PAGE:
• Day 5 in Egypt – One Journey Ends, Another Begins

    Every day in Egypt has felt like two days squeezed into one. Today was different. It felt like a week had been squeezed into a day. Early in the morning, all the delegates took a bus to the Smart Village for the final day’s activities. That’s when the fun began. All 18 teams made their final business pitches. What did their companies do? What was their revenue model? How would they stand out? It was wonderful to see how far the groups had come in just 5 days. They were articulate, confident, and had taken our feedback to heart. We knew that choosing the final four winners would not be easy. After all the Egyptian teams had pitched, but before we tallied up the scores, we all had something on our hearts and minds. We wanted to share what this experience had meant to us. The U.S. and Danish delegates thanked the Egyptian entrepreneurs and the organizers for inviting us to mentor, and expressed our deep delight at the progress of all the companies. Read more

  • Day 4 in Egypt – Done in 60 Seconds

    I now know what it feels like to run on two hours of sleep because that’s exactly what I’ve gotten for the past two nights. And, oddly enough, it seems like there is enough energy and excitement in the air to keep me going. We heard that there were riots in Cairo, but were safe in our hotel from the hubbub of the rest of the city. At breakfast Wednesday, I posed a question to all the U.S. and Danish delegates. If you weren’t an entrepreneur, what would you be? This lead to a discussion about what entrepreneurship really means. Is it about making a profit or doing good? Did the intention behind starting the business matter? As a Millennial/Gen Y, I feel strongly that our generation has a much stronger sense of social entrepreneurship. Ryan Allis, C.E.O. of iContact, summed it up best when he said (and I paraphrase) that our generation believes social good and social responsibility is an inherent and understood part of entrepreneurship. The word “social entrepreneurship” becomes redundant. Read more

  • Day 3 in Egypt – The Gloves Come Off

    For two days, the young Egyptian entrepreneurs we’ve been mentoring have been focusing on business challenges my fellow U.S. and Danish delegates and I have given them. On the third day, we told them it was their turn to challenge us. We picked four of their suggestions, which we felt would apply to the majority of their fledgling companies. But they still had work to do—they had to come up with solutions. The first group I met with had an excellent start-up idea revolving around group-buying websites. They didn’t have any business plan, nor a PowerPoint. They just had a really good idea with some sense of the direction forward. I decided that I wasn’t doing them any favors if my feedback wasn’t honest. I was straightforward. I told them that they must have their plans written down, that they had to answer some basic questions. When would they launch the website? When would they start to approach other businesses? To their credit, they took these tough questions in great stride. I introduced these eager entrepreneurs to a group I had worked with on Monday, the second day of this week-long experience. Monday’s group shared their plan with Tuesday’s, and…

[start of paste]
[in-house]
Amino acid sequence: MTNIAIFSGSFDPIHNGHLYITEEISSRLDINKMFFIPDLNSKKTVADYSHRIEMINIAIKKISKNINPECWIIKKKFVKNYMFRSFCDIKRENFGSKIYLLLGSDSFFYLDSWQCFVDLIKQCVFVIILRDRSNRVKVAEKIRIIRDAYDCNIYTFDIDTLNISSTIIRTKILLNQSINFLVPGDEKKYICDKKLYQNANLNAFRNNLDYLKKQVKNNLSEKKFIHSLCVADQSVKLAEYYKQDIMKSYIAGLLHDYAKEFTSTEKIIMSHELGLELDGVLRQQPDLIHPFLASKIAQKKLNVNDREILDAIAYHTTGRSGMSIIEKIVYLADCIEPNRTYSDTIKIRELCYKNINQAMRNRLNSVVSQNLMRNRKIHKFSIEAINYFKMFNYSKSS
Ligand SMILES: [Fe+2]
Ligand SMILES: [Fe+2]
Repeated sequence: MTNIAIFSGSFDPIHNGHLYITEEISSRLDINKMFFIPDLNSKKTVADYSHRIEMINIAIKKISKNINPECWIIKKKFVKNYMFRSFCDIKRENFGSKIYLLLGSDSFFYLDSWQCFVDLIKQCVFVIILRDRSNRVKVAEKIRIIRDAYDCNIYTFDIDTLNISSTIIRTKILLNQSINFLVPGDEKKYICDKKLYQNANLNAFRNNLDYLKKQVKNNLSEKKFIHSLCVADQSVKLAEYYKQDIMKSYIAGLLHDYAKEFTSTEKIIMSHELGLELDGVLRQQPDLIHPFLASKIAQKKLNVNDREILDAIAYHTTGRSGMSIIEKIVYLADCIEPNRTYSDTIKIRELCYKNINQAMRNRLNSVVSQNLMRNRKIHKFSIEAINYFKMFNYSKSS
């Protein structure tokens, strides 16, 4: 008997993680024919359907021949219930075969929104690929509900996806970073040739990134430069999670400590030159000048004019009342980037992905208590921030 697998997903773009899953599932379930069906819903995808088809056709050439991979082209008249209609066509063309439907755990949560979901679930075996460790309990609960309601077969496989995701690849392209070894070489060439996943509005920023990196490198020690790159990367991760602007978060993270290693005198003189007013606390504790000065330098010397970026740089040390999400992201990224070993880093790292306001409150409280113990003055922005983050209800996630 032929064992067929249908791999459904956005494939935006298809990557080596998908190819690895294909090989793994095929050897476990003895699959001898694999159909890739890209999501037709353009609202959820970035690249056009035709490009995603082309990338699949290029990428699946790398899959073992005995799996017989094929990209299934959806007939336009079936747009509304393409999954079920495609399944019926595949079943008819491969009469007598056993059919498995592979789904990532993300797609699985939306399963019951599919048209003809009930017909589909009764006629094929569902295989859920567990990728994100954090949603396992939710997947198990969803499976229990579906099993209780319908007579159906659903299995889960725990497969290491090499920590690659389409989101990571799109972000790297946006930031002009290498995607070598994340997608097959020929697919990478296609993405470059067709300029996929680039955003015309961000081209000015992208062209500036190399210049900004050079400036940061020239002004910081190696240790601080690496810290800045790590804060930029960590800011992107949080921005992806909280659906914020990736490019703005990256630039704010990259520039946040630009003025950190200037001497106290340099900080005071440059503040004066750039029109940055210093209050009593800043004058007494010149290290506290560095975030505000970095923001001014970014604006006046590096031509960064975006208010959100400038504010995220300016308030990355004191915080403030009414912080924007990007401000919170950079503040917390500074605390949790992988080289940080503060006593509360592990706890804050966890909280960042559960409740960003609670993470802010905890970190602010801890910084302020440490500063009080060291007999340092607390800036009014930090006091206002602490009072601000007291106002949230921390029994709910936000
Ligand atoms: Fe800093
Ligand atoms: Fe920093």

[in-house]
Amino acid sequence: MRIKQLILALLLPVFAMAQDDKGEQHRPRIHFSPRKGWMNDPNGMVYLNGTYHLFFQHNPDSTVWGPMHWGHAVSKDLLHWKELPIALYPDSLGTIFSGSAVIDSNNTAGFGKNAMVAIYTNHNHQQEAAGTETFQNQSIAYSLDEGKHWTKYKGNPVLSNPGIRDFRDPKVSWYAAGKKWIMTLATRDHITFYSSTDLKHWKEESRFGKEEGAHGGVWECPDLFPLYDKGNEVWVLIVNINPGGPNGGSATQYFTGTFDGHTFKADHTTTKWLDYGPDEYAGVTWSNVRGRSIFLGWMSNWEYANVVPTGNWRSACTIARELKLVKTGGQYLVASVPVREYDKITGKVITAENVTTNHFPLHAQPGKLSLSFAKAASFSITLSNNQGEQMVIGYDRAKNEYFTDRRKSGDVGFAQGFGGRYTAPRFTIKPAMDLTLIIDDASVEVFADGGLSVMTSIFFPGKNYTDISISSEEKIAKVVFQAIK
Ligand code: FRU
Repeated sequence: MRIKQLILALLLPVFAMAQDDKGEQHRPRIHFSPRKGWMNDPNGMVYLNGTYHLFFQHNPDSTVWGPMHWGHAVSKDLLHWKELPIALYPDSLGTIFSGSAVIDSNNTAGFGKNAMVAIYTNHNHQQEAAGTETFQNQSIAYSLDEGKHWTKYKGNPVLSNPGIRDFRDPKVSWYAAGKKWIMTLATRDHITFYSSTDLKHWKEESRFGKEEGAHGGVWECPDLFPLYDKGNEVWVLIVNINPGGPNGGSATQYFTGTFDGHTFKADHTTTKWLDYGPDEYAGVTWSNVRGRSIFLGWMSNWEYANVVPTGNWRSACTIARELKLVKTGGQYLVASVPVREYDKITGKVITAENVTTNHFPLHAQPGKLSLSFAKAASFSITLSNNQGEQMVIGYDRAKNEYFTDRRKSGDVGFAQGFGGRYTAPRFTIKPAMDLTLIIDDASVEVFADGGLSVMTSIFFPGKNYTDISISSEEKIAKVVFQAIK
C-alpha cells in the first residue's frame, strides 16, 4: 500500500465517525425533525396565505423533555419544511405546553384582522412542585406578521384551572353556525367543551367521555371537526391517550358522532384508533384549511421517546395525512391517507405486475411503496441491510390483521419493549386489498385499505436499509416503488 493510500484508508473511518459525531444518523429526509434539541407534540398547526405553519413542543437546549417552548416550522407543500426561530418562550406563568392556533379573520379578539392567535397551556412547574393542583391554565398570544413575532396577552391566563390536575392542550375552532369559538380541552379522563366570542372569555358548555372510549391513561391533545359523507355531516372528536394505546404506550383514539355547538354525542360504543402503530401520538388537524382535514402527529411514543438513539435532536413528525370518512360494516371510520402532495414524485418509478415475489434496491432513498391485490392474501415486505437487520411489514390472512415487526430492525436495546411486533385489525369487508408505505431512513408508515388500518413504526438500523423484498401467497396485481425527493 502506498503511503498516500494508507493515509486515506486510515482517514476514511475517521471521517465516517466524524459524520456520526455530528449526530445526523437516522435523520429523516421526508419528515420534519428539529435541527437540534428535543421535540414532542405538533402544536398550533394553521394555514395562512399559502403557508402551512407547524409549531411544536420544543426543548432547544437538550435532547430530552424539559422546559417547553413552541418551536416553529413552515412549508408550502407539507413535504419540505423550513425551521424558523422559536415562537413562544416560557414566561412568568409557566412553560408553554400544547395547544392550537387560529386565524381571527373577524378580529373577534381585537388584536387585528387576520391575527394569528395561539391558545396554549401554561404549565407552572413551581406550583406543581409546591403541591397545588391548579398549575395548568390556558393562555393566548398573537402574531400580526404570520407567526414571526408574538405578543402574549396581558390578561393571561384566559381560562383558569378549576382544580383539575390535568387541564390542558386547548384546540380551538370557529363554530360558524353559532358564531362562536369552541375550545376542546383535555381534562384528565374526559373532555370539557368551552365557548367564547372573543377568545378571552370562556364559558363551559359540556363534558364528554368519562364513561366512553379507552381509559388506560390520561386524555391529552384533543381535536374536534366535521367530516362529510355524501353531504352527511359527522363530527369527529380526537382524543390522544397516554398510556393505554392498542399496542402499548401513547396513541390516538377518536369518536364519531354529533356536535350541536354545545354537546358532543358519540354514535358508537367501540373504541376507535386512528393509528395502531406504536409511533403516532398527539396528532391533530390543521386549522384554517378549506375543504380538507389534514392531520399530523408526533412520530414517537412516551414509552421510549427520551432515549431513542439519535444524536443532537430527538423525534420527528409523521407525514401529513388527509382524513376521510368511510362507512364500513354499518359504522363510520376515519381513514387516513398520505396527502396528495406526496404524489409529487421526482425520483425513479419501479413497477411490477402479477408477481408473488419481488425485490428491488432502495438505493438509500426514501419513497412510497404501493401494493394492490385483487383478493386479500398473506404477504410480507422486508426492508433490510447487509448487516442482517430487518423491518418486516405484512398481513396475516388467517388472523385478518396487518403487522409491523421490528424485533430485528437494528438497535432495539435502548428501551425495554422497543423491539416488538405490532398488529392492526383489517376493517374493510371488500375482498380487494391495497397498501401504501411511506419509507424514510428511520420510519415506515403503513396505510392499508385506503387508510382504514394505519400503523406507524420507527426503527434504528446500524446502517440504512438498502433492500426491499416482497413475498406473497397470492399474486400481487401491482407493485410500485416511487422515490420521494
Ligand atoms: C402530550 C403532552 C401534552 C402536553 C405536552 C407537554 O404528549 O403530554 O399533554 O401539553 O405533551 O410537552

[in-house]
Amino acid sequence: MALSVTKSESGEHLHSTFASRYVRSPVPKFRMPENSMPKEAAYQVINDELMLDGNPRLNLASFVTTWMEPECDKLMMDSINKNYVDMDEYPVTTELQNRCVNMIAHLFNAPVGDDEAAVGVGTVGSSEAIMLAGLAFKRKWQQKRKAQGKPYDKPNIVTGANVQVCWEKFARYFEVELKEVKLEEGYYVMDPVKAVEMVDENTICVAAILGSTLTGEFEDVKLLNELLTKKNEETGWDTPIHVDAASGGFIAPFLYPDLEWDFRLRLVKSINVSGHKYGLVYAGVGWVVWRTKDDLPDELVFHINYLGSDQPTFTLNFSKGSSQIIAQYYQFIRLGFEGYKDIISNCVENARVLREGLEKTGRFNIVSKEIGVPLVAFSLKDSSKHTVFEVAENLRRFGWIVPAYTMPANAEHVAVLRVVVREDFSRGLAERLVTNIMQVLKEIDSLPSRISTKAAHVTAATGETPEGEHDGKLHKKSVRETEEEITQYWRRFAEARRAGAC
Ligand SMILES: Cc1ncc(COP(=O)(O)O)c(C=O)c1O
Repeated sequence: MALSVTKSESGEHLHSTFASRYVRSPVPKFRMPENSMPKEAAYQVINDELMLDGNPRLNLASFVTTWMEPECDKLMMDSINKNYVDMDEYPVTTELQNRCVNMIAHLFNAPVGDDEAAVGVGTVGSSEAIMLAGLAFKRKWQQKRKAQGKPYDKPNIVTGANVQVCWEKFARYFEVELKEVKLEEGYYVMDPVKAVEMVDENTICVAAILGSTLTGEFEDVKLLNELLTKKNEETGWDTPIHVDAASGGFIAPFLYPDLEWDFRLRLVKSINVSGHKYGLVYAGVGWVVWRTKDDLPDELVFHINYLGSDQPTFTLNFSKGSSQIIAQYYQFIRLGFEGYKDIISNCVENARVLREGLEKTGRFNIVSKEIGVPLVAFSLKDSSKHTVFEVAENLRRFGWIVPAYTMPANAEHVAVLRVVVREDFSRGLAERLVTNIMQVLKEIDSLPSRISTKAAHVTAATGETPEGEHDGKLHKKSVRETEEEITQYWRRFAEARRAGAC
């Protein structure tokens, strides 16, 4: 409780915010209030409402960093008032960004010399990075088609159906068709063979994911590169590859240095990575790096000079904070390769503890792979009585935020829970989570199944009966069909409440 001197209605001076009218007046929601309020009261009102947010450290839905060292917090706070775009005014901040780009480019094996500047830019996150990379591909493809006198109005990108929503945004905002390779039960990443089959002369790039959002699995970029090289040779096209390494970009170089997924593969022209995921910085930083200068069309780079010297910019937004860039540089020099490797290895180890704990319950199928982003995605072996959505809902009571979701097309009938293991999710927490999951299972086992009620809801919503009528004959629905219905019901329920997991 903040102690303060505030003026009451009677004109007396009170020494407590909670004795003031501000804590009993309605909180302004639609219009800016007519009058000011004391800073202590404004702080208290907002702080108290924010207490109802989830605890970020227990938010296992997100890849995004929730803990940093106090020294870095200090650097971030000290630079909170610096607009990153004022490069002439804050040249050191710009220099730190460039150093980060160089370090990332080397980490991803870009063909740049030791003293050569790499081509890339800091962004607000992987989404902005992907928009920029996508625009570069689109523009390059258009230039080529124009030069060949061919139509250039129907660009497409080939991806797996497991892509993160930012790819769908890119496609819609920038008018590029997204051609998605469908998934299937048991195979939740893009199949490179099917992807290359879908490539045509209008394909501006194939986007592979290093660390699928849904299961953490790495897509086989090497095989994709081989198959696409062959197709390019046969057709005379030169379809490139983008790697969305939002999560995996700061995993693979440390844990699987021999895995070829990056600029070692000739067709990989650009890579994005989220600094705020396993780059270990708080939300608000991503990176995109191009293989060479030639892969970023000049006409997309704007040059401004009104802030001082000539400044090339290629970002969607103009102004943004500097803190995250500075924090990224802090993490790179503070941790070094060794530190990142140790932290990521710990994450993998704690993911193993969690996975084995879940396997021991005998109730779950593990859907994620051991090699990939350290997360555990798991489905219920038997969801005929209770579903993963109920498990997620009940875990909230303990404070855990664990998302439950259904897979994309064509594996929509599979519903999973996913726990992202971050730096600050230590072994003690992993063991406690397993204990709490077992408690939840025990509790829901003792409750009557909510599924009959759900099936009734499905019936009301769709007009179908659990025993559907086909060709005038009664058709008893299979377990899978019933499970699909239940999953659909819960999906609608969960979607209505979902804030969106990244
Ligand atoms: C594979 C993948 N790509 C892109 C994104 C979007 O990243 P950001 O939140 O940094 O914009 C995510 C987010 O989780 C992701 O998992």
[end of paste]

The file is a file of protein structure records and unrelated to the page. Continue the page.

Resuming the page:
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  • Day 2 in Egypt – An Entrepreneurs Pursuit, Passion and Perils

    It’s day two of the NextGen boot camp for young Egyptian entrepreneurs in Cairo, and the day starts off on a disappointing note—four teams dropped out of this week’s event, forfeiting the business competition. I couldn’t believe anyone would give up such an amazing opportunity, and was told the reasons were rooted in the realities of life here. Some of the entrepreneurs couldn’t make it because of the disastrous transportation system in Cairo, while others had been called into work. I felt deeply for them, because I realized that it couldn’t have been an easy choice to make. It boiled down to a matter of their current jobs versus their future entrepreneurial dreams. Their dilemma weighed on me as I looked over the keynote I’d be delivering in a few moments. My talk was to be about how to make a business viable—the theme of the day. My gut reaction was to say “A great idea and apparently solid transportation!” But, as I looked around the room at the now familiar faces eager to hear my story, I decided to get personal and shared my own journey in a presentation called “Pursuit, Passion, and Perils: The Story of One Young…

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  • Day 1 in Egypt – Let the Entrepreneurship Begin

    Recent images of protests in the streets, the Bangles’ “Walk Like an Egyptian,” and Rick Riordan’s fictional Kane Chronicles (about ancient Egyptian magic) were the first things to cross my mind when I was planning this trip to Egypt. Not exactly helpful, but it was all I had before I arrived here Sunday for my first day as an American delegate at the Egyptian Competitiveness Project’s latest initiative—a boot camp for aspiring Egyptian entrepreneurs. The genesis for this trip took place in 2009, when President Barack Obama and Denmark’s prime minister decided to do something to help Egypt’s economy, and they felt entrepreneurship was the answer to reviving it. Obama gave a speech at Cairo University, where he stressed the importance of individuals stepping up and creating their own economic opportunities. Many of the people I’ve spoken to here felt that the sentiment resonated deeply. They felt like someone believed in them. Read more